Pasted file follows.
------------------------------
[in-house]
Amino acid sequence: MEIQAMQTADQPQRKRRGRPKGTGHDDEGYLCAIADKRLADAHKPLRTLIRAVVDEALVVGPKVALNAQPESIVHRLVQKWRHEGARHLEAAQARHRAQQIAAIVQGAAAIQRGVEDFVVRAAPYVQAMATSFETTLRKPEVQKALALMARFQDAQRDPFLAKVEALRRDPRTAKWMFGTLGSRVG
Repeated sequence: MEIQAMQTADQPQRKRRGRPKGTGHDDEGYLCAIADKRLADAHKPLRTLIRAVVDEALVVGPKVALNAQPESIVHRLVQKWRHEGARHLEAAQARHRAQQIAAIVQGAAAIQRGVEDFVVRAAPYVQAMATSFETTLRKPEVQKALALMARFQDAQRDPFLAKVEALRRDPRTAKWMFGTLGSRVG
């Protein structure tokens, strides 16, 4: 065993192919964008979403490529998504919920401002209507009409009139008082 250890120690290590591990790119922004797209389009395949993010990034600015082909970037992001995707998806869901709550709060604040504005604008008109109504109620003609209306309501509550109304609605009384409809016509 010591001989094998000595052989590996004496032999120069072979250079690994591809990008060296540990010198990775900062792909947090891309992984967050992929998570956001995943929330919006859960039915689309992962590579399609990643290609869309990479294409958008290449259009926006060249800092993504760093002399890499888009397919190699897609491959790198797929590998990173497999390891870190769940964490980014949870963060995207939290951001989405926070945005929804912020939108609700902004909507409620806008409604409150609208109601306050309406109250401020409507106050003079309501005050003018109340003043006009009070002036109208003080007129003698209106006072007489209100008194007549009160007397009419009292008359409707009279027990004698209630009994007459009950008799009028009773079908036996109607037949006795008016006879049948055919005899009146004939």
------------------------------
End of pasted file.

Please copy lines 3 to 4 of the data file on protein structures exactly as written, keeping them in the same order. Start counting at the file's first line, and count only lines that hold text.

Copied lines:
Repeated sequence: MEIQAMQTADQPQRKRRGRPKGTGHDDEGYLCAIADKRLADAHKPLRTLIRAVVDEALVVGPKVALNAQPESIVHRLVQKWRHEGARHLEAAQARHRAQQIAAIVQGAAAIQRGVEDFVVRAAPYVQAMATSFETTLRKPEVQKALALMARFQDAQRDPFLAKVEALRRDPRTAKWMFGTLGSRVG
């Protein structure tokens, strides 16, 4: 065993192919964008979403490529998504919920401002209507009409009139008082 250890120690290590591990790119922004797209389009395949993010990034600015082909970037992001995707998806869901709550709060604040504005604008008109109504109620003609209306309501509550109304609605009384409809016509 010591001989094998000595052989590996004496032999120069072979250079690994591809990008060296540990010198990775900062792909947090891309992984967050992929998570956001995943929330919006859960039915689309992962590579399609990643290609869309990479294409958008290449259009926006060249800092993504760093002399890499888009397919190699897609491959790198797929590998990173497999390891870190769940964490980014949870963060995207939290951001989405926070945005929804912020939108609700902004909507409620806008409604409150609208109601306050309406109250401020409507106050003079309501005050003018109340003043006009009070002036109208003080007129003698209106006072007489209100008194007549009160007397009419009292008359409707009279027990004698209630009994007459009950008799009028009773079908036996109607037949006795008016006879049948055919005899009146004939």